Tushar (Self-taught Makeup Artist, Architect & Designer)
“We are not different. We all bleed the same, and we are all equally deserving of the right to feel happy and to feel loved.”
Growing up as a feminine boy in India was never easy. My entire school life, I felt misunderstood. I was bullied and harassed for not being ‘man’ enough. I spent my childhood suppressing my thoughts, suppressing my dreams, my feelings and trying to be invisible so that no one would know what I was feeling inside. Being in my own skin traumatized me. I’ve lived in fear my entire life. I was ashamed of the way that I was born. It didn’t happen until last year, and I saw people lose friends and family, and I realized how short life could be. I realized I couldn’t waste these precious years of my life hating myself. That’s when I discovered my love for makeup and decided to let go of what people thought of me. It felt like a rebirth. It took a while before I had the guts to wear it outside of my house, and, even then, I felt like everyone was staring at me. But then, the compliments started pouring in, and I rocked it with a degree of fearlessness I wasn’t completely accustomed to, and I was totally unapologetic. I finally realized that I could wear whatever I wanted as long as I loved it and wore it confidently.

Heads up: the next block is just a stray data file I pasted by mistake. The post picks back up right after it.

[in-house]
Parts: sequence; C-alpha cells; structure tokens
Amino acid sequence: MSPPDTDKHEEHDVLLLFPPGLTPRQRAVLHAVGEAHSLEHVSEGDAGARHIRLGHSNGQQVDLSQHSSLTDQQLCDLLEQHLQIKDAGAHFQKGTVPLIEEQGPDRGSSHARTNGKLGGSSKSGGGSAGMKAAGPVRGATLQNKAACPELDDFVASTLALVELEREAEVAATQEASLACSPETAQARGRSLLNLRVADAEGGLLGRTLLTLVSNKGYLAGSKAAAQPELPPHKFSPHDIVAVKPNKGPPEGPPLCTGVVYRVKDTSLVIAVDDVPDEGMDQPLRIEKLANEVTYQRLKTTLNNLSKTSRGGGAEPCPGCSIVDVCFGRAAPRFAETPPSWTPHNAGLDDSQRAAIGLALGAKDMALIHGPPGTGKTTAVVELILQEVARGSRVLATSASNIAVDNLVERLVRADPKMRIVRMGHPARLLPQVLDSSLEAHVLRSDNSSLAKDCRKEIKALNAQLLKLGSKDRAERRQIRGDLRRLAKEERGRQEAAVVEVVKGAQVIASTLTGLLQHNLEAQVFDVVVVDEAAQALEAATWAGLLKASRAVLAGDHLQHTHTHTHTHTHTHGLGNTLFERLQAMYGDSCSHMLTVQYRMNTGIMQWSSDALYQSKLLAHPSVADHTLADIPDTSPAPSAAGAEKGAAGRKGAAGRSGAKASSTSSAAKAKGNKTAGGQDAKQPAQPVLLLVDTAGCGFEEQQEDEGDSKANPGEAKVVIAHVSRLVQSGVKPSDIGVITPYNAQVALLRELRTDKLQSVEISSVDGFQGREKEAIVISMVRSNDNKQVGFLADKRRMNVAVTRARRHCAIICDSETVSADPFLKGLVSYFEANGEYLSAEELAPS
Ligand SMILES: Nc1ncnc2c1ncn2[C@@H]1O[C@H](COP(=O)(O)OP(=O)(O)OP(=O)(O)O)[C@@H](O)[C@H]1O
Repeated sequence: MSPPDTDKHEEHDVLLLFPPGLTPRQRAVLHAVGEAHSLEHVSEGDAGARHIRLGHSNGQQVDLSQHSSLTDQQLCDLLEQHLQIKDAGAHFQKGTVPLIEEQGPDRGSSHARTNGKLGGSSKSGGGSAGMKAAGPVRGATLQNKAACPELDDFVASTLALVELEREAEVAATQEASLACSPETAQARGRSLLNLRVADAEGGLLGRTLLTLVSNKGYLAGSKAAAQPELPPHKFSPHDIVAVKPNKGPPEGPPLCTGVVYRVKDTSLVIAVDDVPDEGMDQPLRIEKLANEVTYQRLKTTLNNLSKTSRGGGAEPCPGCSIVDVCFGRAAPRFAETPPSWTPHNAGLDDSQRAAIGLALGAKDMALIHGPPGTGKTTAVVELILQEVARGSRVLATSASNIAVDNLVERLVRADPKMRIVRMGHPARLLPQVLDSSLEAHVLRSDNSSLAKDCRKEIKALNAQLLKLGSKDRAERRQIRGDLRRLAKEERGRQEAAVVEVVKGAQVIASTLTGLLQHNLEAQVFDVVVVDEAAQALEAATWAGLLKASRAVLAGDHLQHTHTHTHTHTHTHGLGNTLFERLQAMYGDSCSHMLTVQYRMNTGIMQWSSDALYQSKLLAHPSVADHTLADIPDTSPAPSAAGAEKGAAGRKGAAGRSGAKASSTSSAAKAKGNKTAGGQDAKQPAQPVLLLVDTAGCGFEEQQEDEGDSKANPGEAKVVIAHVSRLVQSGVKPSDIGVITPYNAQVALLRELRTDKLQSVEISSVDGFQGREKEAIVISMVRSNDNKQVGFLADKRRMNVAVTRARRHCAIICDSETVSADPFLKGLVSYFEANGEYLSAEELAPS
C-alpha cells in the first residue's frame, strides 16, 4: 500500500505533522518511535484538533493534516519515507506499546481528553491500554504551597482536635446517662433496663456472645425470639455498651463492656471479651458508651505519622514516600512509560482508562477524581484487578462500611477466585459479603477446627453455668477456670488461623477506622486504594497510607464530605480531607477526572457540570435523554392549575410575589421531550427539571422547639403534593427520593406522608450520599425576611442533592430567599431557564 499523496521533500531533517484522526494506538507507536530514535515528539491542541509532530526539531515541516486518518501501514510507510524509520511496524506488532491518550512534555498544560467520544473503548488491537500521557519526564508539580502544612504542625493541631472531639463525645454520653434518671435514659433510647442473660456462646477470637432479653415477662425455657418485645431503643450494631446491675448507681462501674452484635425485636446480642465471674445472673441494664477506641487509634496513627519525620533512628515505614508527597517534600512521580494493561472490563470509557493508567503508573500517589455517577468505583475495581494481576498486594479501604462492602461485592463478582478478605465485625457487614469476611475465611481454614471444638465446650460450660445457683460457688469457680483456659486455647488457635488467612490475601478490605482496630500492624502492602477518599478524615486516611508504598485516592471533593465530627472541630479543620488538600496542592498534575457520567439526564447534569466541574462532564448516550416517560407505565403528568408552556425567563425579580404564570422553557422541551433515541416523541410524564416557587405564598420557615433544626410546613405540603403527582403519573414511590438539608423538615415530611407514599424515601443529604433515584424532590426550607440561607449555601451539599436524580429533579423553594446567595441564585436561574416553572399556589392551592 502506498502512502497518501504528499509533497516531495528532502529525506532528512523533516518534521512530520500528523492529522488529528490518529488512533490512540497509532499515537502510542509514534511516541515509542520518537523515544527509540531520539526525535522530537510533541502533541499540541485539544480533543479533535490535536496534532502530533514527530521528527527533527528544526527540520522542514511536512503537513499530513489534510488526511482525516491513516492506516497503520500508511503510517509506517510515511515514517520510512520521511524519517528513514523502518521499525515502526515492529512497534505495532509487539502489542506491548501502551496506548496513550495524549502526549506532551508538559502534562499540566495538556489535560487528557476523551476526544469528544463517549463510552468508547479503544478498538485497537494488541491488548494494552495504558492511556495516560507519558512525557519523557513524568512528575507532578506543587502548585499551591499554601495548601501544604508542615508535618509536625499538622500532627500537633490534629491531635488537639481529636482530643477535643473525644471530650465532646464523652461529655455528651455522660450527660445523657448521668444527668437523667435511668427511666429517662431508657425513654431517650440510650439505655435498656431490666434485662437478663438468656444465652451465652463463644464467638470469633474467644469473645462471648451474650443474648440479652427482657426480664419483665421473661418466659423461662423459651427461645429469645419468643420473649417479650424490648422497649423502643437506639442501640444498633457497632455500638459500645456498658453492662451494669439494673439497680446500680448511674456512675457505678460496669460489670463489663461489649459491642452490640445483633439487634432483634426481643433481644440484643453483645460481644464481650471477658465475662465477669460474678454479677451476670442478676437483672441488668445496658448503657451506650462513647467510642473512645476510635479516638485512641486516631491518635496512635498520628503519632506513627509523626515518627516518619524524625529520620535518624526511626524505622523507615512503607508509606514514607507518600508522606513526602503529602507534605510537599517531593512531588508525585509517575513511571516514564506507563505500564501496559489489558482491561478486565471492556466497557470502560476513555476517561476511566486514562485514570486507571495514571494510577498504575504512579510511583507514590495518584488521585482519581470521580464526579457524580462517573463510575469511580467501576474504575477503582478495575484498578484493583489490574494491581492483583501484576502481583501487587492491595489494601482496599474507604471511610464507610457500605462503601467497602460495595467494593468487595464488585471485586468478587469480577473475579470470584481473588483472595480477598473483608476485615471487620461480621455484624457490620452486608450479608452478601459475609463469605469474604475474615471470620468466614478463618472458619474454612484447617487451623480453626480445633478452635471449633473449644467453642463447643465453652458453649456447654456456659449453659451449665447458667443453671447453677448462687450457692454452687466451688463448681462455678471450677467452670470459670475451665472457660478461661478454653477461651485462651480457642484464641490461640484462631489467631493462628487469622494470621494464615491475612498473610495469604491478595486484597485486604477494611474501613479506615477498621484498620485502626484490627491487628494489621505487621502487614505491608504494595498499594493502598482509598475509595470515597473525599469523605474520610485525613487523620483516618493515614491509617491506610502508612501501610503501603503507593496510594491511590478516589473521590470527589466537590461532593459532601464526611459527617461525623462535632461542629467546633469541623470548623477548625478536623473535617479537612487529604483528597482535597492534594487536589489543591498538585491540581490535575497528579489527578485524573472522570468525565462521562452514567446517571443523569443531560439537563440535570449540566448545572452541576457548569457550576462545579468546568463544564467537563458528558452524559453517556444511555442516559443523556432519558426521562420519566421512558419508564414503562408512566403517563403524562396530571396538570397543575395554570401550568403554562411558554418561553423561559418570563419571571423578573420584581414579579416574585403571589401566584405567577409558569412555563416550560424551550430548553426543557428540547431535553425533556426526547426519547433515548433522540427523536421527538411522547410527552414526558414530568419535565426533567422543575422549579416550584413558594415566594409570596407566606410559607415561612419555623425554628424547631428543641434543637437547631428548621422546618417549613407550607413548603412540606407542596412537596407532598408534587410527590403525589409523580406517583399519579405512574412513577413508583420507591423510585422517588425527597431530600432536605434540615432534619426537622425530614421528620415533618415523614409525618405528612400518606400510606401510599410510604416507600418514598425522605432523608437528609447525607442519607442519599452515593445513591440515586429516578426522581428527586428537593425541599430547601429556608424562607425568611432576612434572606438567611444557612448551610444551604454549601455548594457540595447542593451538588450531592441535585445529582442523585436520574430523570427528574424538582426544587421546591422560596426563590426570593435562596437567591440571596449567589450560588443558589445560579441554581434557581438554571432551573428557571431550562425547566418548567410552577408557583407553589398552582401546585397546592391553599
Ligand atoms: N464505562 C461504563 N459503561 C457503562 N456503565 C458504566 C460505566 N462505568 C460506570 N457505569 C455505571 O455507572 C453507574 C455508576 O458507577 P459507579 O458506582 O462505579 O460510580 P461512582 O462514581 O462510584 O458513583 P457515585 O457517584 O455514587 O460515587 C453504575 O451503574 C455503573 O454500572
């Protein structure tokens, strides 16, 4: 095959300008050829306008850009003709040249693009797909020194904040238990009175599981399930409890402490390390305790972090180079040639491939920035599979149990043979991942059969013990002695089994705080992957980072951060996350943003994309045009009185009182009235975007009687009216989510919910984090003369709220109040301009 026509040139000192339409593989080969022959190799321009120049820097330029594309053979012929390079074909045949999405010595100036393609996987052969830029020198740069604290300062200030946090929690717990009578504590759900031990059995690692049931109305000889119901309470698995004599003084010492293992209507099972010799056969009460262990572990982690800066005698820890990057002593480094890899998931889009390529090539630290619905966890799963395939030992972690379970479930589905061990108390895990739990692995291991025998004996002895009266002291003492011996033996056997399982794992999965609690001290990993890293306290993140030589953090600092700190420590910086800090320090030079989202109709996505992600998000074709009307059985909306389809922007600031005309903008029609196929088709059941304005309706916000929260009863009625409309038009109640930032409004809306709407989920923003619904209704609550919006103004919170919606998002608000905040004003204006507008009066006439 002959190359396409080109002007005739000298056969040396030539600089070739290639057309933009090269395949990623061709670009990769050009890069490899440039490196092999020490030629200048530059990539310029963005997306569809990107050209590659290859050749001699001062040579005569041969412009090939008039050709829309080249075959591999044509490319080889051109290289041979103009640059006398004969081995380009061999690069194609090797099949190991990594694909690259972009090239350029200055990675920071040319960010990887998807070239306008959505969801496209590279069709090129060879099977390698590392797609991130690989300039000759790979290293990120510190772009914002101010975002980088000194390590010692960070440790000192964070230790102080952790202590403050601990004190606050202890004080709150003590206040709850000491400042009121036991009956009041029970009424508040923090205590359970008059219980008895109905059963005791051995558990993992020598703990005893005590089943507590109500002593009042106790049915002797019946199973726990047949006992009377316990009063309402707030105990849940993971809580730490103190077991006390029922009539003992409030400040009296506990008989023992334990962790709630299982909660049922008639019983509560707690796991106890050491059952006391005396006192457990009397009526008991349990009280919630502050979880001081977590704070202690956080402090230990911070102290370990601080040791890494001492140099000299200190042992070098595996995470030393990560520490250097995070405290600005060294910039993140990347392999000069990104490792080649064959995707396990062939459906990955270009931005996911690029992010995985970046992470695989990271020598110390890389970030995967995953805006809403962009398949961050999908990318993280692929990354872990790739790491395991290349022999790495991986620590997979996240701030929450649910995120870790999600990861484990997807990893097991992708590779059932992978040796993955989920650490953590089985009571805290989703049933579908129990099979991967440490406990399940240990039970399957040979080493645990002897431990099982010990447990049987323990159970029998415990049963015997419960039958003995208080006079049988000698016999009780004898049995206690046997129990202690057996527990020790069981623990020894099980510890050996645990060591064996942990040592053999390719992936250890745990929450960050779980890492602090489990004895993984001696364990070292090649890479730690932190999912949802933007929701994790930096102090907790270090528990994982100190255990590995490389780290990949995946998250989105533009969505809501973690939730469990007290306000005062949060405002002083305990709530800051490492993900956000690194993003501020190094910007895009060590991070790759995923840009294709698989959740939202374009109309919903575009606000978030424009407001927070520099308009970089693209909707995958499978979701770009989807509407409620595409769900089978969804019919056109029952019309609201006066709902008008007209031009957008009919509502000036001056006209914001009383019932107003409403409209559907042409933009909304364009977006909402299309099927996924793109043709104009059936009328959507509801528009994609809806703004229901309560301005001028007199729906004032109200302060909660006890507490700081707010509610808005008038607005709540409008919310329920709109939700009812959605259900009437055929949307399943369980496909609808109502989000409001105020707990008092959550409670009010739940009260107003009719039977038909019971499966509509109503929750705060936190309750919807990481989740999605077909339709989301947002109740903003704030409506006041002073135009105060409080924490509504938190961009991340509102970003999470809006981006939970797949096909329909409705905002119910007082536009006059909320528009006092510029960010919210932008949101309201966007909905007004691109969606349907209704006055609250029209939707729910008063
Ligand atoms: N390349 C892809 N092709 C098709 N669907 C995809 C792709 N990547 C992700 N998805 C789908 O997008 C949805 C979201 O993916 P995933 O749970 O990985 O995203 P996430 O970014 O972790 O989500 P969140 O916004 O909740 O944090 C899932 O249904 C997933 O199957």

To anyone reading this, I implore you to open your eyes, your hearts, and your souls because so many of our little boys and girls around the world are growing up in pain and fear, just like I did, because they are different. They are afraid to be themselves because their culture, society or family judges and shames them. Little kids are scared that their parents will not accept them because they were born different. You all have the power within you. All you need is to find and ignite it. Happy pride!
Somitro (Self-learned MUA)
“I did makeup and my father clicked pictures for me. This feels so special.”
Since my childhood only, I was made to feel different from boys of my age. But, I never understood why my classmates bullied me. By the time I was in 7th standard, I had realized that I was feminine and I was a gay man.
When I went to college, there was also this constant bullying by some people. I made some amazing friends who supported me, no matter what the situation was, but on the other hand, I also had some “friends” who just pretended that they supported me, but they used to mock and make fun of me.
I was in such a phase of my life where I couldn’t focus on my studies, myself, what’s right, what’s wrong, and I completely drained myself and lost confidence.
But, around January- February 2020, I started fresh by joining a BPO, and very luckily, I met some people who guided me through all the mess I had found myself in.
Last year I opened up to my parents. I expected a lot of drama, but I am blessed with such parents who were completely okay with who I am. The only thing they said to me is, no matter what you are, who you are, you will always be our child, and we don’t care about anything else.
This Pride month is very special to me because I am celebrating it with my parents.
Aman (Cancer Survivor, Writer, Bibliophile)
“For me, freedom is to be WHO YOU ARE”